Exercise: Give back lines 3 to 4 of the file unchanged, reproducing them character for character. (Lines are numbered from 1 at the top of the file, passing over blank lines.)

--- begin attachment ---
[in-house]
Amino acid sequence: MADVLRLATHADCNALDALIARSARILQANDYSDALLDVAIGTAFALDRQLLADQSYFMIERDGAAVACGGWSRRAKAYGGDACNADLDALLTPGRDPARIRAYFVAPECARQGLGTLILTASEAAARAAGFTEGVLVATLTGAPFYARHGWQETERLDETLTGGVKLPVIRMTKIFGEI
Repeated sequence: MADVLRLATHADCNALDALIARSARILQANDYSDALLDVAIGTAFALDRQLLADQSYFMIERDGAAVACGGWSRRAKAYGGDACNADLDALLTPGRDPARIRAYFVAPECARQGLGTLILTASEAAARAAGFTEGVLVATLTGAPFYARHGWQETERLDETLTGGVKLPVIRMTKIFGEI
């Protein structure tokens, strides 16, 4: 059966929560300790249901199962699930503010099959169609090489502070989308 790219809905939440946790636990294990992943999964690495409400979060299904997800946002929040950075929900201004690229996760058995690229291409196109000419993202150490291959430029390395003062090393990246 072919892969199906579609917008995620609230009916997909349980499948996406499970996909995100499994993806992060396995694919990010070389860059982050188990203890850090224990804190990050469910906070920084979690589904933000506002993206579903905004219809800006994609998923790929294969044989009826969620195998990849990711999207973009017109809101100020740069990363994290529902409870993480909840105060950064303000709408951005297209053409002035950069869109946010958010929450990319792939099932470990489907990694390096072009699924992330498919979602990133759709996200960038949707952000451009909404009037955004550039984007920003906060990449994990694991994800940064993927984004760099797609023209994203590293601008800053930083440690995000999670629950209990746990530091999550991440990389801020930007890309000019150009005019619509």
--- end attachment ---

Repeated sequence: MADVLRLATHADCNALDALIARSARILQANDYSDALLDVAIGTAFALDRQLLADQSYFMIERDGAAVACGGWSRRAKAYGGDACNADLDALLTPGRDPARIRAYFVAPECARQGLGTLILTASEAAARAAGFTEGVLVATLTGAPFYARHGWQETERLDETLTGGVKLPVIRMTKIFGEI
């Protein structure tokens, strides 16, 4: 059966929560300790249901199962699930503010099959169609090489502070989308 790219809905939440946790636990294990992943999964690495409400979060299904997800946002929040950075929900201004690229996760058995690229291409196109000419993202150490291959430029390395003062090393990246 072919892969199906579609917008995620609230009916997909349980499948996406499970996909995100499994993806992060396995694919990010070389860059982050188990203890850090224990804190990050469910906070920084979690589904933000506002993206579903905004219809800006994609998923790929294969044989009826969620195998990849990711999207973009017109809101100020740069990363994290529902409870993480909840105060950064303000709408951005297209053409002035950069869109946010958010929450990319792939099932470990489907990694390096072009699924992330498919979602990133759709996200960038949707952000451009909404009037955004550039984007920003906060990449994990694991994800940064993927984004760099797609023209994203590293601008800053930083440690995000999670629950209990746990530091999550991440990389801020930007890309000019150009005019619509």